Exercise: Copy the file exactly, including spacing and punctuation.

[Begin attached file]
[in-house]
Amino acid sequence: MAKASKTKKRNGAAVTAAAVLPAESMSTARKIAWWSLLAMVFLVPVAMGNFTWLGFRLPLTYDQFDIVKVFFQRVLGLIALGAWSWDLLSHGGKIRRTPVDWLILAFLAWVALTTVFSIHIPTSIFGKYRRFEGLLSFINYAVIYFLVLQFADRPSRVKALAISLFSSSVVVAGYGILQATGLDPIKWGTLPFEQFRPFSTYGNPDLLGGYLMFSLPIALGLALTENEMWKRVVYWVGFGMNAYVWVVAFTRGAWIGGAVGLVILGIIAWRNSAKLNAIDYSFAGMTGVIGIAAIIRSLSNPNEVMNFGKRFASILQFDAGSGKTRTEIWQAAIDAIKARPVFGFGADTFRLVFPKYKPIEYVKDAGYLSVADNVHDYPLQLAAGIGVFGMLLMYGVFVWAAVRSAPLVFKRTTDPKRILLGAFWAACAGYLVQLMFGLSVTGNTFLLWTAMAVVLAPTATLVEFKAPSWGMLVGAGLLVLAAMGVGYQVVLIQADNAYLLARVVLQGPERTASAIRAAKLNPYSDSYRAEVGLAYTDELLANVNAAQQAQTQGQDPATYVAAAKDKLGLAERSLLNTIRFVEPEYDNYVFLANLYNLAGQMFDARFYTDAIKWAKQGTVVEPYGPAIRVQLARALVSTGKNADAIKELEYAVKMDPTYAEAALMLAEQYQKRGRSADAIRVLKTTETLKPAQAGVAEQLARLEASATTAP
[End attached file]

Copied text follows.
[in-house]
Amino acid sequence: MAKASKTKKRNGAAVTAAAVLPAESMSTARKIAWWSLLAMVFLVPVAMGNFTWLGFRLPLTYDQFDIVKVFFQRVLGLIALGAWSWDLLSHGGKIRRTPVDWLILAFLAWVALTTVFSIHIPTSIFGKYRRFEGLLSFINYAVIYFLVLQFADRPSRVKALAISLFSSSVVVAGYGILQATGLDPIKWGTLPFEQFRPFSTYGNPDLLGGYLMFSLPIALGLALTENEMWKRVVYWVGFGMNAYVWVVAFTRGAWIGGAVGLVILGIIAWRNSAKLNAIDYSFAGMTGVIGIAAIIRSLSNPNEVMNFGKRFASILQFDAGSGKTRTEIWQAAIDAIKARPVFGFGADTFRLVFPKYKPIEYVKDAGYLSVADNVHDYPLQLAAGIGVFGMLLMYGVFVWAAVRSAPLVFKRTTDPKRILLGAFWAACAGYLVQLMFGLSVTGNTFLLWTAMAVVLAPTATLVEFKAPSWGMLVGAGLLVLAAMGVGYQVVLIQADNAYLLARVVLQGPERTASAIRAAKLNPYSDSYRAEVGLAYTDELLANVNAAQQAQTQGQDPATYVAAAKDKLGLAERSLLNTIRFVEPEYDNYVFLANLYNLAGQMFDARFYTDAIKWAKQGTVVEPYGPAIRVQLARALVSTGKNADAIKELEYAVKMDPTYAEAALMLAEQYQKRGRSADAIRVLKTTETLKPAQAGVAEQLARLEASATTAP